And the Winner is: the Target Language!
Natural style, however, should not be conquered at the expense of fidelity. This often is the result of an editing job done without comparing the target against source. An overeager editor often improves a translation away from the original, so to say-a case where the target language wins.
When the target language wins, we have what the French call a belle infidèlea translation that reads beautifully, but is not true to the original.
The only way to determine whether a translation is true to its original is to compare them, a task neglected by more than one harried editor, or by agencies that, in an attempt to cut costs, ask editors-proofreaders to refer to the original only when needed, as if there were times when double checking translations against the original was not needed.
Most translators make a point of editing their own work, even if it is to be edited later by someone else, which is very good practice. Some of those translators prefer to edit in two steps: first, compare target and source texts, to check fidelity; then read the target text alone, to see if it flows. Others do it in the reverse order: first check for flow, then for fidelity.
Whatever order you chose, stick to it, or you will never finish that job.
If your language pair has cognates, you probably have already been warned against false cognates, otherwise called false friends, those misleading pairs of equal or very similar words that have different meanings, such as eventual, which means one thing in English and quite another thing in Portuguese, to the dismay of more than one wannabe translator.
These admonitions have often led to the paranoid view that you cannot use cognates in a translation. Why not? Eventual has different meanings in English and Portuguese, but notável often is the optimal translation for notable. Of course, using a less-than-optimal translation when there is a better choice at hand results in unnecessary loss of precision.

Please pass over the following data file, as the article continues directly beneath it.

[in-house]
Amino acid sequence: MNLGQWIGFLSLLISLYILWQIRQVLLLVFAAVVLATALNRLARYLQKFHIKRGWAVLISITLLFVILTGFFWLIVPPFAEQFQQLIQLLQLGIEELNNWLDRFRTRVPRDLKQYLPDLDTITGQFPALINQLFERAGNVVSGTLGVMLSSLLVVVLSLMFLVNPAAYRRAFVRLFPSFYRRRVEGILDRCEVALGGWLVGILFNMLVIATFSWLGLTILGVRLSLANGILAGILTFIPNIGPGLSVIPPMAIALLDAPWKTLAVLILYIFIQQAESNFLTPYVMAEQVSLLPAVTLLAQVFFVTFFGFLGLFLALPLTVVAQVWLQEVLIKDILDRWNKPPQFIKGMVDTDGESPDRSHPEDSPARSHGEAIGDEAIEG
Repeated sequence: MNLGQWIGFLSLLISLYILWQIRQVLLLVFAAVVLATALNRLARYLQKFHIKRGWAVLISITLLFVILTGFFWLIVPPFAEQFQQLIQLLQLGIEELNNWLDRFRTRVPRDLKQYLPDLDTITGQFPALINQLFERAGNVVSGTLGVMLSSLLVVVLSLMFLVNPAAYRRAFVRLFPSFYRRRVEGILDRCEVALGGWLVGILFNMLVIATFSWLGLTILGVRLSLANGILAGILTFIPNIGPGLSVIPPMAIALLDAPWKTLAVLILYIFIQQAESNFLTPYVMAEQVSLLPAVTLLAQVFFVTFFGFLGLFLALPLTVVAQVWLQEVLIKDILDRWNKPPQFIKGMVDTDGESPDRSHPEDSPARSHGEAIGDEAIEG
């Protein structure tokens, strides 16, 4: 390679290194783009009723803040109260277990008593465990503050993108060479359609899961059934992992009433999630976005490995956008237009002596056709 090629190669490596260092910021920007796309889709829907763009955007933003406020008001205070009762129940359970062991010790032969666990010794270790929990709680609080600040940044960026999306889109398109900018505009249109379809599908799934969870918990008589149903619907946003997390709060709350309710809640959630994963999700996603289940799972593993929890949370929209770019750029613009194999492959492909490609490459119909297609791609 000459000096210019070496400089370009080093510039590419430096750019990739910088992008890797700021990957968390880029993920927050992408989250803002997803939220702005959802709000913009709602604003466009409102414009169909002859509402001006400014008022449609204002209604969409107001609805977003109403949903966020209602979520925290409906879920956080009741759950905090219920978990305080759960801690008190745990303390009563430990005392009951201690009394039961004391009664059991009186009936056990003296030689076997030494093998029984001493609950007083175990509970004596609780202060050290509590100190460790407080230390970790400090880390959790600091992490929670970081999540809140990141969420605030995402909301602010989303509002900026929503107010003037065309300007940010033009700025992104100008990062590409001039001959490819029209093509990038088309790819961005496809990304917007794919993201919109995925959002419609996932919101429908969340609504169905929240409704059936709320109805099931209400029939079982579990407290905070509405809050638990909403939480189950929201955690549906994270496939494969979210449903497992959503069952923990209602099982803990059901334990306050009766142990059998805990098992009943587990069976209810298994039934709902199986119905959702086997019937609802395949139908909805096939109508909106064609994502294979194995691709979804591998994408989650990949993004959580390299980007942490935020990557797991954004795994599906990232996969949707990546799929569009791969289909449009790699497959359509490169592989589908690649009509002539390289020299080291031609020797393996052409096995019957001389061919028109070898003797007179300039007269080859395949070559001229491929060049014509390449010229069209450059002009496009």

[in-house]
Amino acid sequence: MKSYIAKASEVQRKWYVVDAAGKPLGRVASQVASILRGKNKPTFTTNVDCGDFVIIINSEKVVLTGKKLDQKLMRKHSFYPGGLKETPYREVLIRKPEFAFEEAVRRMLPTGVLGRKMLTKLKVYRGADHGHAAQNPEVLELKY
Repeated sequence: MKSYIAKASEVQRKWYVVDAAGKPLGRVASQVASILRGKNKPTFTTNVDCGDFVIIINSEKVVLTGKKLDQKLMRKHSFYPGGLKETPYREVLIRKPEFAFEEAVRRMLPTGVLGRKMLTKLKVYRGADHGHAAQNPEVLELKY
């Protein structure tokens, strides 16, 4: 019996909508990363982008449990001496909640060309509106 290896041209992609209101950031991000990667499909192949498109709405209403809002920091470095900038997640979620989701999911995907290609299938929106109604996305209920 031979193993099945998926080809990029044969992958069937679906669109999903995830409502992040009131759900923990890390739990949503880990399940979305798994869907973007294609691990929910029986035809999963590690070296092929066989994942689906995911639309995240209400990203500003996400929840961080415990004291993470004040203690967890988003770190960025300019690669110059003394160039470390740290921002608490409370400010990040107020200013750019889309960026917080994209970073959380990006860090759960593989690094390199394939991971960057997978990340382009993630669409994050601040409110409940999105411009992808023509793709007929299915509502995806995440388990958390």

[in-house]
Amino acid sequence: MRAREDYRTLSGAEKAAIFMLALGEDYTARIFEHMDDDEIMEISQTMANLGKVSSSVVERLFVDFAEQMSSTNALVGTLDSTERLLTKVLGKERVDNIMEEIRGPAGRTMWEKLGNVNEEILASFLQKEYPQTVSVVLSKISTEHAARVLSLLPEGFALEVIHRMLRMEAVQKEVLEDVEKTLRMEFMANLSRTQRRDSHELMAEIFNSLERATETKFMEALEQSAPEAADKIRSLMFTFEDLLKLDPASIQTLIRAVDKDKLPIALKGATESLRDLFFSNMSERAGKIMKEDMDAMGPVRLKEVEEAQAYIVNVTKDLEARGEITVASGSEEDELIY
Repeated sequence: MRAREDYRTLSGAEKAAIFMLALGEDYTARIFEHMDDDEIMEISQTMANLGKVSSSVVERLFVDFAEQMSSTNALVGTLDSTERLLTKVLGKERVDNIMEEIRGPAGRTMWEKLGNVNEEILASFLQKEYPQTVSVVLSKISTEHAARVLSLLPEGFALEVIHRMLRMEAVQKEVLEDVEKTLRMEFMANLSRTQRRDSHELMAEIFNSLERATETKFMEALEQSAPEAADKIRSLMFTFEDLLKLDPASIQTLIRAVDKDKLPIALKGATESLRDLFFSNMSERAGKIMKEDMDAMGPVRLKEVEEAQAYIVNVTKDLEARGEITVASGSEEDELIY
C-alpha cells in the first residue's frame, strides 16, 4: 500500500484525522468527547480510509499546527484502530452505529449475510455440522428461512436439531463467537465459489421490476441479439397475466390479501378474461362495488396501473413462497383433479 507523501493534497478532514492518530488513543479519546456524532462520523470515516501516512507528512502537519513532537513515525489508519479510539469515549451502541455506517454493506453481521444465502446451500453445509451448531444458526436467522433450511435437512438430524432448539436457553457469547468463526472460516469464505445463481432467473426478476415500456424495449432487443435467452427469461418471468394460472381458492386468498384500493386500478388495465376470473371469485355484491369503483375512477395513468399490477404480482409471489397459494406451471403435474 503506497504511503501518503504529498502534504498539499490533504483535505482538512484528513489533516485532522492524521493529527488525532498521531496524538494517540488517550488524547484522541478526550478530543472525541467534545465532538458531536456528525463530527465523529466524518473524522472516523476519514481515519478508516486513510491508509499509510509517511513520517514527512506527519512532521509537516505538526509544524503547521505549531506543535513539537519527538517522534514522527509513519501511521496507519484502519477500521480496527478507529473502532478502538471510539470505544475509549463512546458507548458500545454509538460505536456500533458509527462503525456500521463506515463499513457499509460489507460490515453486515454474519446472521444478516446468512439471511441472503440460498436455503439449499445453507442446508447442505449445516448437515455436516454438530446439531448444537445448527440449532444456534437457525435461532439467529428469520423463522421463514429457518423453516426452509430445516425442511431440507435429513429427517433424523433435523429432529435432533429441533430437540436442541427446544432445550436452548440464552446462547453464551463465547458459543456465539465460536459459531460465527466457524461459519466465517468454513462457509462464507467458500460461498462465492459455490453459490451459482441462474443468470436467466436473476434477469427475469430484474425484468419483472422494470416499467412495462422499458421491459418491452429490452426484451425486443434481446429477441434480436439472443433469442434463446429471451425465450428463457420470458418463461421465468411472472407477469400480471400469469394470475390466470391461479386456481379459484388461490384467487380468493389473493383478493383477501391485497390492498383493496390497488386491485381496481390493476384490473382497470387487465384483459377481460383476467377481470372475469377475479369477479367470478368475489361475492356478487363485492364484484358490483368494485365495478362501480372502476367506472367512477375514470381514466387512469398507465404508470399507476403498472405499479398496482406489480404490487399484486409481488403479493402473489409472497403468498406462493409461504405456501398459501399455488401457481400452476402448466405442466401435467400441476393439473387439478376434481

Precision is a great translatorial virtue, but we often look for precision in nouns and verbs, whereas as often as not, precision lies in adjectives and adverbs. Adjectives and adverbs are the "shading words" par excellence, the little words that fine-tune our thoughts. Years ago, a Brazilian publisher entrusted a local college professor with the translation of a science book for the general public. Either because the translator didn't like what he read or for some other reason, although nouns and verbs were always correctly rendered, adjectives and adverbs were almost always translated wrong. A groundbreaking study became merely interesting, an obvious mistake became possible and so forth. The "technical terms," all of them nouns and verbs, were perfect and the publisher was very happy with it, but the translation was very poor.
Funny how many translators still fall into the preposition trap. Most prepositions do not have a life of their own: they are required by a verb or a noun. A good example is of, which is supposed to translate as de in Portuguese. It so happens, however, that to dream of is sonhar com because the verb sonhar (dream) takes the preposition com in Portuguese.
In those cases, you translate the verb or noun and don't give a thought to the preposition in the source language: just use the preposition required in the target language. That is, see verb or noun and the respective preposition as a single unit.
We tend to go directly to the main text and forget about headers and footers, where more than one grave error lies in hiding. If the source text is an MS Word document, remember that some graphics will show only in print preview mode. And look for text boxes.
We recently got into very hot water with an agency because we did fail to do this and the document had two tiny text boxes, totaling fewer than ten words. But they were key words and the first thing the final client paid attention to.
Before delivering the job, run the spelling and grammar checker once more, just for safety's sake. We often introduce grammar and spelling errors while editing and this is the last chance to get rid of them.
If you are working for an agency, there is a very good chance your work will be checked by an editor. If you are working for a final client, you should arrange for someone else to read your job. Even if you are very good, a second pair of eyes will find the odd mistake and make the odd improvement that can make a great difference. But be prepared: no translator is a hero to his editor [Danilo's personal note: I should know!]
Published - July 2009